The MIRA, responding to arguments raised by Barefoot Noomadi, contended that commission payments made to OTAs such as Agoda and Expedia fell within the scope of Section 6(a)(4) of the BPT Act and Tax Ruling B25. Referring to the High Court’s decision in Jetan Travel Services v MIRA, the MIRA asserted that the elements of the transaction in dispute fulfilled the three conditions for a payment to subject to WHT: 1) a payment, categorically identified under Section 6(a), 2) the payment is paid or payable by a person carrying on business in the Maldives, 3) the recipient of the payment is a non-resident. The MIRA further argued that commissions paid to OTAs that operate under the Merchant Model fall within the scope of paragraph 4 of Tax Ruling B25 and that the purpose of the Circular on the subject matter was to clarify the tax treatment of commission regardless of the commercial arrangements between taxpayers and the OTAs. It was the MIRA’s argument that the purpose of the Circular was to clarify the application of Tax Ruling B25 as the MIRA had observed that many taxpayers failed to comply with the said Tax Ruling.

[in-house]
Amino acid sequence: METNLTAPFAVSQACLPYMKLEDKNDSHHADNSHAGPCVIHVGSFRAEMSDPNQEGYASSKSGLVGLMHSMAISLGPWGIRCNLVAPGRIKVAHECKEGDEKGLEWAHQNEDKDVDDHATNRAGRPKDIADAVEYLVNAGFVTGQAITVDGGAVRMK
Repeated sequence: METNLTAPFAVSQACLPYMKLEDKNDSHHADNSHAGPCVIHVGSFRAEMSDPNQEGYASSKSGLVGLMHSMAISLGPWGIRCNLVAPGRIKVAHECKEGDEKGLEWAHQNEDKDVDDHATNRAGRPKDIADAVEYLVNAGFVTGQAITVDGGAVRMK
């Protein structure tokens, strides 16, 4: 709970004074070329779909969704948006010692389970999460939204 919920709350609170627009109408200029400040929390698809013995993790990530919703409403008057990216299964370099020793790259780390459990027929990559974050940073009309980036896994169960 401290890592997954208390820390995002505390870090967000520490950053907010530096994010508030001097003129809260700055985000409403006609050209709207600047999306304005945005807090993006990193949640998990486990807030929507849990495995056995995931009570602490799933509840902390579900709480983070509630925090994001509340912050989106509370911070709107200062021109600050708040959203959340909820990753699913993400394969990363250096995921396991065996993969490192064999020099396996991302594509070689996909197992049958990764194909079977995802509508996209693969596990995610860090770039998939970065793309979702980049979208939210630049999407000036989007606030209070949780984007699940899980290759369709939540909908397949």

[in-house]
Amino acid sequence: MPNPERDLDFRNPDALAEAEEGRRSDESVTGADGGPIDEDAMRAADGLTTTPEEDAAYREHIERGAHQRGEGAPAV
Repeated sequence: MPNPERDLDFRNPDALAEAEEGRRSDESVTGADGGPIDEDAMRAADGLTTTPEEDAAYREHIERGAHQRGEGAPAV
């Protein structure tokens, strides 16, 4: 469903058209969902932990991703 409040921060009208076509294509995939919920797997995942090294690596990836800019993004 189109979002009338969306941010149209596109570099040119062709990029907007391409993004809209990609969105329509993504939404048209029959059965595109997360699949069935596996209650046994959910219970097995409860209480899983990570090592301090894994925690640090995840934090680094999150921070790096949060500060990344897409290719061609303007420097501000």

Under the Merchant Model, no commission is paid or payable to the OTA
In their decision, the Tribunal opined that commission of OTA’s operating under the Merchant Model, do not fulfil the conditions that trigger WHT as per High Court’s decision in Jetan Travel Services v MIRA. The Tribunal expounded on this, observing that Tax Ruling B62, which amends Tax Ruling B25 clearly shows that a tourist establishment is liable to pay WHT on a commission payment to an OTA, provided such amount is paid or payable by the tourist establishment. With regard to commission payments made to OTA’s operating under the Merchant Model, the Tribunal found that Barefoot Noomadi was not liable to make any payment to Agoda or Expedia.